A beautiful young woman marries a blind old man for his money. She carries on an affair with her husband's valet, but soon finds herself in the middle of a murder-for-money plot involving the household servants.
A young man, Marco, working as a butcher, accidentally kills a taxi driver. His girlfriend Paula wants to go to the police so he has to kill her too. He then has to kill his brother, his ... See full summary »
Sex and politics collide in this tale of forbidden love, blackmail and murder. Set up by the secret police to compromise a prominent politician, a teenage hustler discovers himself ... See full summary »
Eloy de la Iglesia
María Luisa San José,
José Luis Alonso
A closeted banker, middle-aged and successful, falls madly in love with a poor but handsome 18-year-old student with devastating consequences for the young man. An updating of Death in ... See full summary »
Tony Rome, a tough Miami PI living on a houseboat, is hired by a local millionaire to find jewelry stolen from his daughter, and in the process has several encounters with local hoods as well as the Miami Beach PD.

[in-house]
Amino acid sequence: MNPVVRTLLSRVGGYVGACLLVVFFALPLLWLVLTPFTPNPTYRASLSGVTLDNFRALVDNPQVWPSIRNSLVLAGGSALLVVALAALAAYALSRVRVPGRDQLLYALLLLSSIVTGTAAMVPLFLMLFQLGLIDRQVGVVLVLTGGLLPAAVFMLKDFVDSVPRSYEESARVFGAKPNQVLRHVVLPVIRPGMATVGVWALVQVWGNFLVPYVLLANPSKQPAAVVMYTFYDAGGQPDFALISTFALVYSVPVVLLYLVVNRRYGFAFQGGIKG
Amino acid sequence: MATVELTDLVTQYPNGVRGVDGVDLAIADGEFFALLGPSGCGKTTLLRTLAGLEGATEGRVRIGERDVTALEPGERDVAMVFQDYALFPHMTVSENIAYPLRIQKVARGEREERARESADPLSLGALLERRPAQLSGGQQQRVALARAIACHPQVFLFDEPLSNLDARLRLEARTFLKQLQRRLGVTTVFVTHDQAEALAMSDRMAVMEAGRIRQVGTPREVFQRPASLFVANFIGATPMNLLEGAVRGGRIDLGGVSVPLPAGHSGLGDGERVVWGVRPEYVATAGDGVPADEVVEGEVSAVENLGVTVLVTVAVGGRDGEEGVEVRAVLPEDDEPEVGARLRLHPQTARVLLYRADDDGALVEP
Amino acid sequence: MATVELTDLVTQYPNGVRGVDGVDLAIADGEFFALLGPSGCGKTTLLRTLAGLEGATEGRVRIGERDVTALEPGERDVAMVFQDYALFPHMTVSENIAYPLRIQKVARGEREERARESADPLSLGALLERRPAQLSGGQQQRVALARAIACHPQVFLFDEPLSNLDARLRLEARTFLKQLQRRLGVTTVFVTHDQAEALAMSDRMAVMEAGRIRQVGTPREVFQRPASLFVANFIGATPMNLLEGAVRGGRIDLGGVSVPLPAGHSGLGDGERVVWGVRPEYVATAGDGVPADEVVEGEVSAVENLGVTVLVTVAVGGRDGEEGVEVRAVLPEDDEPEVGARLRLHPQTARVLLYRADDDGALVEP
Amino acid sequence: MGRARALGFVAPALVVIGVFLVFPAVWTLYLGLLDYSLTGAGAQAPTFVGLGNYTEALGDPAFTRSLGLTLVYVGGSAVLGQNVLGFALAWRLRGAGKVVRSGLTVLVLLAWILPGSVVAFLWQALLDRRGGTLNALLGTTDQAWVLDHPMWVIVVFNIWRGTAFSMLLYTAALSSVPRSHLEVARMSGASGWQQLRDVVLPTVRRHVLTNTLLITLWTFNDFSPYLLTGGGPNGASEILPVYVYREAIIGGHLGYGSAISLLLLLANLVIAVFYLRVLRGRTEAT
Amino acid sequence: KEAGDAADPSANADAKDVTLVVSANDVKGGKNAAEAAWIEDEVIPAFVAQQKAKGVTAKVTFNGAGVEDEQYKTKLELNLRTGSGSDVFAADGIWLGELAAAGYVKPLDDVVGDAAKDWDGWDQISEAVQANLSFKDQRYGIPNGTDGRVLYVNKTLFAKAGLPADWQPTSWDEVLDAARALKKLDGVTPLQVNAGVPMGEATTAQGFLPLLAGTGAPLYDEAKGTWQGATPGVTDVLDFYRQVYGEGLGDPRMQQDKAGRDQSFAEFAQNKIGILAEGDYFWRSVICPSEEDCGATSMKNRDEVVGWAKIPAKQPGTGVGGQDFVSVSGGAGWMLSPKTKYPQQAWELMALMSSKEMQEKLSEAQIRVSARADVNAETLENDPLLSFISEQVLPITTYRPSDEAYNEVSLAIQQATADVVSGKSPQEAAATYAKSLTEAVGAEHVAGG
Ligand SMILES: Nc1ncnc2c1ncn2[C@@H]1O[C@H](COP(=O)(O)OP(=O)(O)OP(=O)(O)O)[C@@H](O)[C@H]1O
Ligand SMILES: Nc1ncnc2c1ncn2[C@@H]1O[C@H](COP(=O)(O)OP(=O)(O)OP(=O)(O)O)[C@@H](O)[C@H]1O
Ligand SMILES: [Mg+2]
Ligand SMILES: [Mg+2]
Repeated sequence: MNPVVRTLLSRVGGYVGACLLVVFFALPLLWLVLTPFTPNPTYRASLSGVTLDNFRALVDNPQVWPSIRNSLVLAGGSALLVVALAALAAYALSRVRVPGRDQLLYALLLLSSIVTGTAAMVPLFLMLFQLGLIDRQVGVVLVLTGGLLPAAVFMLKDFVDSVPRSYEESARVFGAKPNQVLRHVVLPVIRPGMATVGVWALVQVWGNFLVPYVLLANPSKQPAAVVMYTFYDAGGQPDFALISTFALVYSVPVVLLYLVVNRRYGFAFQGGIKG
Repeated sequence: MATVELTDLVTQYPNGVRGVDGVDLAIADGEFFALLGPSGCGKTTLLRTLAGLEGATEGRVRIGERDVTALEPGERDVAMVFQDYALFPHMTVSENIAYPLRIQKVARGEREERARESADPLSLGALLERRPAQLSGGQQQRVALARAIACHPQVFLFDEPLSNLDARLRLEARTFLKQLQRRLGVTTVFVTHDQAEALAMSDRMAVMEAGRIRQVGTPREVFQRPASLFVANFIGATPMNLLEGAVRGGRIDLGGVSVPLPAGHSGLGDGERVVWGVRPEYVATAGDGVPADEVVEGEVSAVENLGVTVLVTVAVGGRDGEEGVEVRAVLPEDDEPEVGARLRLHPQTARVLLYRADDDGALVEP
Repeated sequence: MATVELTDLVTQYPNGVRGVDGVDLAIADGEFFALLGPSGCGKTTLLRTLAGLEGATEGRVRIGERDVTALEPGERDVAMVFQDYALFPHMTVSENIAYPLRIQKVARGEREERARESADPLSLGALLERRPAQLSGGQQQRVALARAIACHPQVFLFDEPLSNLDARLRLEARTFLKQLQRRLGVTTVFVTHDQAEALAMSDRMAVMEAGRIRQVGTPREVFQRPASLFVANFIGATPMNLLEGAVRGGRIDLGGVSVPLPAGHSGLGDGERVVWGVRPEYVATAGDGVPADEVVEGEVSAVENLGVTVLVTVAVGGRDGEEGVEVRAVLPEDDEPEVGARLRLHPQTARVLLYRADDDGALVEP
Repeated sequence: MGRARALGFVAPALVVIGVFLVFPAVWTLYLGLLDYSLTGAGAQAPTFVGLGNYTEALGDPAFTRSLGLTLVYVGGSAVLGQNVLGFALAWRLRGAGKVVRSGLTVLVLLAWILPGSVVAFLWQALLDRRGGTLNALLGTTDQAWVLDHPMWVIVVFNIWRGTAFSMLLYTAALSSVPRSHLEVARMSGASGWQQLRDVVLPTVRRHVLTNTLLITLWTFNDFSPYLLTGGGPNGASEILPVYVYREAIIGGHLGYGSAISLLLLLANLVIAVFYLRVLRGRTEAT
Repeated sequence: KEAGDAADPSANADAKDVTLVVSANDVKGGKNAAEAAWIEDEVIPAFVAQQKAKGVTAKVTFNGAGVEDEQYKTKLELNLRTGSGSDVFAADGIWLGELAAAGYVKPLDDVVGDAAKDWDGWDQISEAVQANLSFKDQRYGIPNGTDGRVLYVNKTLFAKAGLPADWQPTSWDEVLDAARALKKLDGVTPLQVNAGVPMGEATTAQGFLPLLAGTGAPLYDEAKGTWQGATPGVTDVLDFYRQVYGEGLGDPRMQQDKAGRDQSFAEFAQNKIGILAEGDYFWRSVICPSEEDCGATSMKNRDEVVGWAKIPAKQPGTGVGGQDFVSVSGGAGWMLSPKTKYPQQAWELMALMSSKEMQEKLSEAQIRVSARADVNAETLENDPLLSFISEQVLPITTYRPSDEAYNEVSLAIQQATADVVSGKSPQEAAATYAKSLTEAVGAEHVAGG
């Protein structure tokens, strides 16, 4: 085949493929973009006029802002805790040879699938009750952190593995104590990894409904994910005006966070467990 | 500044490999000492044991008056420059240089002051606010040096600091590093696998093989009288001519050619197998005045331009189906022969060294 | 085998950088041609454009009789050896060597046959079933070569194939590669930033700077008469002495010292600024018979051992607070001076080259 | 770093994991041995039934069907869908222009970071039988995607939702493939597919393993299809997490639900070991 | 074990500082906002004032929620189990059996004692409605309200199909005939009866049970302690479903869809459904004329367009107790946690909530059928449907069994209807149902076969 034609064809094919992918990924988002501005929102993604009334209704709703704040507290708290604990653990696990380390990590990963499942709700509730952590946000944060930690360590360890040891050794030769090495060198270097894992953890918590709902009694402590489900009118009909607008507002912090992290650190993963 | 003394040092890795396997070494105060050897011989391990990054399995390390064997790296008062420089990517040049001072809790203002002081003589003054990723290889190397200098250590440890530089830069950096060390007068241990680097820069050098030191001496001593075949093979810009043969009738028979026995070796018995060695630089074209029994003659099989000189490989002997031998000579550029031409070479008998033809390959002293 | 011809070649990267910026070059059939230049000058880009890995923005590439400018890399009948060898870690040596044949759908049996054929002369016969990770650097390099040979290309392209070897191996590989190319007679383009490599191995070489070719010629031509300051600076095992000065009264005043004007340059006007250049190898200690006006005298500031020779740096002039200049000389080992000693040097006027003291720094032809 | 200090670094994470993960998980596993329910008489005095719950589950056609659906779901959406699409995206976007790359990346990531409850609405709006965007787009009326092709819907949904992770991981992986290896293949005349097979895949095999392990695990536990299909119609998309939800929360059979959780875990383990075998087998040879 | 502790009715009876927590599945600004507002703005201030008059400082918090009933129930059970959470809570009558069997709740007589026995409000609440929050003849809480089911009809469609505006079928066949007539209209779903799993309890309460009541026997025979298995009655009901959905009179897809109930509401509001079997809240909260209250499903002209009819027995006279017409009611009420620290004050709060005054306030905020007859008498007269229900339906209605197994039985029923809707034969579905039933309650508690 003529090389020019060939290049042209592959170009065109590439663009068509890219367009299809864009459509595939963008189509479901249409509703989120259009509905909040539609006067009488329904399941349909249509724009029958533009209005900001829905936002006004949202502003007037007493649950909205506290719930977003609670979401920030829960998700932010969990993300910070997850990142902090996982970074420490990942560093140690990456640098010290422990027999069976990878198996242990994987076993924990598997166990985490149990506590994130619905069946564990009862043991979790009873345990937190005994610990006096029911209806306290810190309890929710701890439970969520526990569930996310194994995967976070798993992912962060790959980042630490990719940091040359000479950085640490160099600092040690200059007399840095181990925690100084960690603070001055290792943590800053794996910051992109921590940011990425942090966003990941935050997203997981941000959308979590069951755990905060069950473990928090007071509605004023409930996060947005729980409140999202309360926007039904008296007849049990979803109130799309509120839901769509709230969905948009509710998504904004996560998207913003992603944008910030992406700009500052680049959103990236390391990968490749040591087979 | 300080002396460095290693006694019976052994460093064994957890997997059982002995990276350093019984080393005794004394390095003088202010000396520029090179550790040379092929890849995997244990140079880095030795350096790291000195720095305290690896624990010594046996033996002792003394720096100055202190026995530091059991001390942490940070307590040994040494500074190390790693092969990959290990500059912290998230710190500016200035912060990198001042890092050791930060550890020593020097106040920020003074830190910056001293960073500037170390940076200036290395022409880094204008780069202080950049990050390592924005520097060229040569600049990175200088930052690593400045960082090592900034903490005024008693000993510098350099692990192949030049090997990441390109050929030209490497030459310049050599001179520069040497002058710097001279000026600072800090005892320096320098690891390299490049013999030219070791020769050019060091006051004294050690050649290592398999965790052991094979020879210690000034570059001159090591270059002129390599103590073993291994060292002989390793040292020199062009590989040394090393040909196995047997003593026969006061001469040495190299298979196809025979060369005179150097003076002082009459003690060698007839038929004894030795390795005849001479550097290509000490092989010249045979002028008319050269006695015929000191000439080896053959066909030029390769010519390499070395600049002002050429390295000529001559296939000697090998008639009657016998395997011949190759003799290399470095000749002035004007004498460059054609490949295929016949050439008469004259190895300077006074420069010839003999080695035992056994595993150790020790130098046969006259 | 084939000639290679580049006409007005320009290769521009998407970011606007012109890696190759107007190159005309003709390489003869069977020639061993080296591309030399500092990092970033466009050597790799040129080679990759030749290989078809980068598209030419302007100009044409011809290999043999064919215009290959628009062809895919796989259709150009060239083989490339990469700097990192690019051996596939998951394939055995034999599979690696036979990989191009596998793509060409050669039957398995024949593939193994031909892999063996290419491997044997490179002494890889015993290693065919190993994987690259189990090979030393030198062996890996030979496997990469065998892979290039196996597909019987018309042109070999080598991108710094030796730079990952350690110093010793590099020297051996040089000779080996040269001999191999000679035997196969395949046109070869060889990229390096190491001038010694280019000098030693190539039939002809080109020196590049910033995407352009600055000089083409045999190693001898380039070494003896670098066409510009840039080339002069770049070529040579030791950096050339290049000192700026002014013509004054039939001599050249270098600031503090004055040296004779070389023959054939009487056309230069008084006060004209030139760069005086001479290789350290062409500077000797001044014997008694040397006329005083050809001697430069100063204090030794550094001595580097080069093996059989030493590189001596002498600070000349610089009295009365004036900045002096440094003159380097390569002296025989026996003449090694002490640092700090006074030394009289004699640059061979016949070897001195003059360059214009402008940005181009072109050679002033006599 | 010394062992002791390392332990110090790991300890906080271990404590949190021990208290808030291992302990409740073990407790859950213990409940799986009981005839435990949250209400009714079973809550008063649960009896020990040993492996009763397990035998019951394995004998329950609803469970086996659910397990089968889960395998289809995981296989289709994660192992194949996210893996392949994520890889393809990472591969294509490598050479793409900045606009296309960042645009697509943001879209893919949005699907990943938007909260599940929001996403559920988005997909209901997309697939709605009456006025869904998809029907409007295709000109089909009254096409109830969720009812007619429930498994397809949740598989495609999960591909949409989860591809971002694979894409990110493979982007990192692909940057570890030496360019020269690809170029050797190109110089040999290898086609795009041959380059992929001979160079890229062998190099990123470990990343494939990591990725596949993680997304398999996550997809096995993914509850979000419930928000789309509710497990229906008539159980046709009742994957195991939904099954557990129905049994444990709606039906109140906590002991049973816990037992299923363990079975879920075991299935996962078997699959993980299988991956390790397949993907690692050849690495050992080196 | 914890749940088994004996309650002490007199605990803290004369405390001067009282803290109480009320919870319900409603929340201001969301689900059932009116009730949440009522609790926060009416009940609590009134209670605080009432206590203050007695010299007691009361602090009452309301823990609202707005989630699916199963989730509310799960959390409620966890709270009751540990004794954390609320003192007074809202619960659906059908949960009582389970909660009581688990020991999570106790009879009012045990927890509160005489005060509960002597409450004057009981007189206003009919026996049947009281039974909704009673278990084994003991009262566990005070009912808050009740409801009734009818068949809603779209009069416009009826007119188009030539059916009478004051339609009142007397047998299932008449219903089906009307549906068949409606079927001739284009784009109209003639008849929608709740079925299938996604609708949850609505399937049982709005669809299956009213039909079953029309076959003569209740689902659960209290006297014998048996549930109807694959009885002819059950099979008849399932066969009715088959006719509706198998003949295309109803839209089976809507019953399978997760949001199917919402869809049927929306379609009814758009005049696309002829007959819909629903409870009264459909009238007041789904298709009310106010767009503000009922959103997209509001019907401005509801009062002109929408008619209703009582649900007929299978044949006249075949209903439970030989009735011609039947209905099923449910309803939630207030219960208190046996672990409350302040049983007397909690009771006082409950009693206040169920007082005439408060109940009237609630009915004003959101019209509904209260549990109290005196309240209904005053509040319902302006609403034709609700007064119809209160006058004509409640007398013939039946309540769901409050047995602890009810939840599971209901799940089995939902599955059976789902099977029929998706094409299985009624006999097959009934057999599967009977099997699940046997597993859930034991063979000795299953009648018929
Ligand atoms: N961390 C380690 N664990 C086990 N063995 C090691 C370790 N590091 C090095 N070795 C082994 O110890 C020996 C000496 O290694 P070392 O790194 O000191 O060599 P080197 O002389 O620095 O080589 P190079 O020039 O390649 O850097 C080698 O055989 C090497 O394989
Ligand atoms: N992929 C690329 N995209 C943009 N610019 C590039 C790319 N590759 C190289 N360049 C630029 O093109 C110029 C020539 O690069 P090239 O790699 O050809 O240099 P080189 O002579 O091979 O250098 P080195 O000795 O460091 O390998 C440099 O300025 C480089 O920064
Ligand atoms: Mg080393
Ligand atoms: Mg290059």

Jill St. John,
Before watching this, "Murder in a Blue World" had been described to me as a Spanish "Clockwork Orange". While its not a complete ripoff of the film, many plot elements are lifted directly from that classic. In particular, Chris Mitchum's character seems to have the exact same background as Alex DeLarge. The film lacks the wit or intelligence of "A Clockwork Orange", but the one area where it does outdo that film is bizarreness. "Murder in a Blue World" is one of the strangest European trash films I've seen from the left-field pop-culture references (Flash Gordan, Mohammad Ali, Valdimir Nobokov), the awkwardly executed social satire, and the incredibly close-minded view of homosexuality. None of this makes a lick of sense, but there are some unintentional laughs to be found. Ultimately it comes across as "A Clockwork Giallo".
The acting is pretty lousy, including Sue Lyon (whose career went straight downhill after appearing in Kubrick's "Lolita"), the always wooden Chris Mitchum (son of Robert), and familiar face Jean Sorel ("Lizard In a Woman's Skin"). The direction by Eloy de la Iglesia is reasonably stylish but dull and uninspired. The man has no idea how to keep the film moving at a quick pace. Even though its a bit dull, the film is saved by the moronic dialog which offers plenty of unintentional laughs and the overall strangeness of the product. Recommended mostly to die hard fans of 70s European trash. (3/10)
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